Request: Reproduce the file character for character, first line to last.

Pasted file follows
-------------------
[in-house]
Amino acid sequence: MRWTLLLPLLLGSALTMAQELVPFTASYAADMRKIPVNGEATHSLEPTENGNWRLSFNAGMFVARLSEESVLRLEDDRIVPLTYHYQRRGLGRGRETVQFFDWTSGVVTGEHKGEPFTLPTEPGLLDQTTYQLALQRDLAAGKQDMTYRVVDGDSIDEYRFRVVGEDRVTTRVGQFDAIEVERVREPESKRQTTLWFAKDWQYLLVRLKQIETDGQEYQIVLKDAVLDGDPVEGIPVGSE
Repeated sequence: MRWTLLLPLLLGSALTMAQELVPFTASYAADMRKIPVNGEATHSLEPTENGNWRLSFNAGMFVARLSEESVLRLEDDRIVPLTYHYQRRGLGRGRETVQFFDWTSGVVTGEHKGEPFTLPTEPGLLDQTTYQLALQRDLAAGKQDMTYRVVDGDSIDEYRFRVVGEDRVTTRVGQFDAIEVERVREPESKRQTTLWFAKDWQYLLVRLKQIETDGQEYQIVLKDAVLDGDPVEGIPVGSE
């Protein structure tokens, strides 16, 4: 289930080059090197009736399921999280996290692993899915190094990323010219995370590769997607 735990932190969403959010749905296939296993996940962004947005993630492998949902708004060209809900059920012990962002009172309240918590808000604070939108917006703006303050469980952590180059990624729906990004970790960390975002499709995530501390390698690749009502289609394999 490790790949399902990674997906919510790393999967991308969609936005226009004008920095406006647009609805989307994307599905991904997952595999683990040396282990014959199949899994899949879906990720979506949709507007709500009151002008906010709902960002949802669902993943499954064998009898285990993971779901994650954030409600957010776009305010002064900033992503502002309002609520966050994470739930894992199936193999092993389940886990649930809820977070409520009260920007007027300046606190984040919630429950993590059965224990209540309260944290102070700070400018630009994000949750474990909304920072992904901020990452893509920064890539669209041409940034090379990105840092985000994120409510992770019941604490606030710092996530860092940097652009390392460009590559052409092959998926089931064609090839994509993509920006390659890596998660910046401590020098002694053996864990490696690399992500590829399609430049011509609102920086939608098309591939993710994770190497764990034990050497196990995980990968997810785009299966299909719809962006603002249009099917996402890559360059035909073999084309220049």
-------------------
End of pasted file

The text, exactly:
[in-house]
Amino acid sequence: MRWTLLLPLLLGSALTMAQELVPFTASYAADMRKIPVNGEATHSLEPTENGNWRLSFNAGMFVARLSEESVLRLEDDRIVPLTYHYQRRGLGRGRETVQFFDWTSGVVTGEHKGEPFTLPTEPGLLDQTTYQLALQRDLAAGKQDMTYRVVDGDSIDEYRFRVVGEDRVTTRVGQFDAIEVERVREPESKRQTTLWFAKDWQYLLVRLKQIETDGQEYQIVLKDAVLDGDPVEGIPVGSE
Repeated sequence: MRWTLLLPLLLGSALTMAQELVPFTASYAADMRKIPVNGEATHSLEPTENGNWRLSFNAGMFVARLSEESVLRLEDDRIVPLTYHYQRRGLGRGRETVQFFDWTSGVVTGEHKGEPFTLPTEPGLLDQTTYQLALQRDLAAGKQDMTYRVVDGDSIDEYRFRVVGEDRVTTRVGQFDAIEVERVREPESKRQTTLWFAKDWQYLLVRLKQIETDGQEYQIVLKDAVLDGDPVEGIPVGSE
């Protein structure tokens, strides 16, 4: 289930080059090197009736399921999280996290692993899915190094990323010219995370590769997607 735990932190969403959010749905296939296993996940962004947005993630492998949902708004060209809900059920012990962002009172309240918590808000604070939108917006703006303050469980952590180059990624729906990004970790960390975002499709995530501390390698690749009502289609394999 490790790949399902990674997906919510790393999967991308969609936005226009004008920095406006647009609805989307994307599905991904997952595999683990040396282990014959199949899994899949879906990720979506949709507007709500009151002008906010709902960002949802669902993943499954064998009898285990993971779901994650954030409600957010776009305010002064900033992503502002309002609520966050994470739930894992199936193999092993389940886990649930809820977070409520009260920007007027300046606190984040919630429950993590059965224990209540309260944290102070700070400018630009994000949750474990909304920072992904901020990452893509920064890539669209041409940034090379990105840092985000994120409510992770019941604490606030710092996530860092940097652009390392460009590559052409092959998926089931064609090839994509993509920006390659890596998660910046401590020098002694053996864990490696690399992500590829399609430049011509609102920086939608098309591939993710994770190497764990034990050497196990995980990968997810785009299966299909719809962006603002249009099917996402890559360059035909073999084309220049």